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Seminole Canyon and The White Shaman Preserve

Posted by on 12/3/13 at 08:00am

There are many points in time to begin telling this story. In geologic time, we could start 10 million years ago when the west Texas landscape was forming. We could start our story when the people of the Lower Pecos were making their rock art 3,000 years ago. We could start when Lake|Flato began their work with the Witte Museum, creating a new home for their People of Pecos exhibit with additions and renovations to their existing space. We could start our story in the small “town” of Comstock, Texas, where a group of LFers spent a Saturday night drinking beer around a pool table getting to know the locals just a few miles from Seminole Canyon. But, I think we will begin on Sunday morning after the group emerged from the Comstock Motel into a cool West Texas morning and headed into Seminole Canyon State Park for a day of exploring.

Lower Pecos 02

We made the trip to Seminole Canyon to see the rock art created by the People of the Pecos in the Lower Pecos Canyon Lands and in the process better understand those people and the landscape they lived in. Our tour guide was Greg Williams, the Director of the Rock Art Foundation. He moves us through the landscape, painting a picture of what life was once like. We move down into the canyon as Greg explains the world of the Lower Pecos – the landscape, the climate, the plants.


Then we move up into the Fate Bell shelter – the largest rock shelter in the region.


As we stare up at the rock art, Greg explains that surviving was a full time job 3,000 years ago – there was no free time for creating art. The pictographs they painted were so important they put surviving on hold to paint them. “It makes you feel small… it makes me feel small,” Greg said.


Throughout the cave Greg pointed out lifestyle indications of the people of Lower Pecos. Mortar holes and concavities of all sizes were evident. With the range of size came the range of use: it is thought some of the deeper mortar holes were used for water storage. The cooking process was explained as quite an ordeal. They would forage for artichoke-like plants, then cook over a smoldering fire for days until the plants were ready to eat. The idea of having to wait three days for a plant to cook and the preparation of each meal made each of us appreciate how far civilization has come.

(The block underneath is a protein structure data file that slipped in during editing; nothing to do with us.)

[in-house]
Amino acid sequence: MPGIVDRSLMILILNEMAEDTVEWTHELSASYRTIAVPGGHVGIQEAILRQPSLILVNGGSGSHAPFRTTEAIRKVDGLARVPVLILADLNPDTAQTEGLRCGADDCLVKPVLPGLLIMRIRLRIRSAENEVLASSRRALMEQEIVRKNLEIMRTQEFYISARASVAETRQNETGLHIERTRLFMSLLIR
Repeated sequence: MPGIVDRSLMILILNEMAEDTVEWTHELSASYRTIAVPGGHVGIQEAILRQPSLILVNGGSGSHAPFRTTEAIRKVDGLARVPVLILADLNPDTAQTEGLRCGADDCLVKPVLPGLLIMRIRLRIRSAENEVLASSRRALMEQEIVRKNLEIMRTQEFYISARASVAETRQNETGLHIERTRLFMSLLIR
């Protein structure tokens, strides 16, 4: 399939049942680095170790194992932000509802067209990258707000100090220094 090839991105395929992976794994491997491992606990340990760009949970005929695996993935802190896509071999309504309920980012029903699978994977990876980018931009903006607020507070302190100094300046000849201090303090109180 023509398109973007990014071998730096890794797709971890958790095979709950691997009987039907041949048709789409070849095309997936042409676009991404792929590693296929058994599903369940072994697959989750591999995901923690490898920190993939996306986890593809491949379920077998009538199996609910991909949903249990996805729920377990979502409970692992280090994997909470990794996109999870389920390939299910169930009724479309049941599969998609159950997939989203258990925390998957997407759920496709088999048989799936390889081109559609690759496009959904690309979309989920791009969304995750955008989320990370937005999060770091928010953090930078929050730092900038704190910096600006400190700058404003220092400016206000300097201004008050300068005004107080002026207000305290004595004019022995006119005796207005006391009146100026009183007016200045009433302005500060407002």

After Seminole Canyon, we headed to the White Shaman Preserve. The trail to this pictograph site is an adventure all by itself. We frequently stopped to discuss the plant life, including the medicinal use of a couple weeds. A couple LFers tried a root that acts as numbing agent – good for toothaches! One of the most memorable aspects of our trip was traipsing through the preserve, where an Oregano-like smell is ever present from one of the many plants found in the area.


Josh described the last section of our journey as “The Stairs to Mordor” – I won’t disagree. If there was a steep incline to travel down, Greg found it for us.


“Let’s take a short cut.” That is Greg with a few more things to show us. We leave the trail and make our way across the landscape. Everything has spikes. With boots and jeans you have to move carefully through the space – we took scratches home as souvenirs. It is hard to imagine spending every day in that environment… in handmade sandals and bare legs.


As we made our way back, Greg’s shortcut took us by a canyon. As Greg was cracking jokes throughout most of the trip, I’m not sure any of us took him seriously when he told us we were going to climb down to the water hole seen from above (pictured on the left). With a rope as our guide and a little bit of sliding, we made our way down to explore.


As you can imagine, we could have spent days exploring this area and learning about the people of Lower Pecos. Unfortunately, we covered all of this in about 6 hours and were all yearning to learn more. Our group is already planning our next trip to visit Greg out in Seminole Canyon as we had an incredible time. We highly encourage every one to go take a tour with the Rock Art Foundation.

Pecos (13)

  • Corey Leamon

    This looks like it was so much fun!! Someone needs to write an educational summary on the plant life and geographical history so I can go out there and learn a thing or two.

    • Sierra Haight

      I completely agree! I started researching some plants in the area while writing this post. I was hoping to find the names of the numbing plant and the other one with the oregano smell. Couldn’t find anything, but I’m still searching! There are also quite a few other trails in Seminole Canyon that we didn’t get to explore, so I can’t wait to get back out there.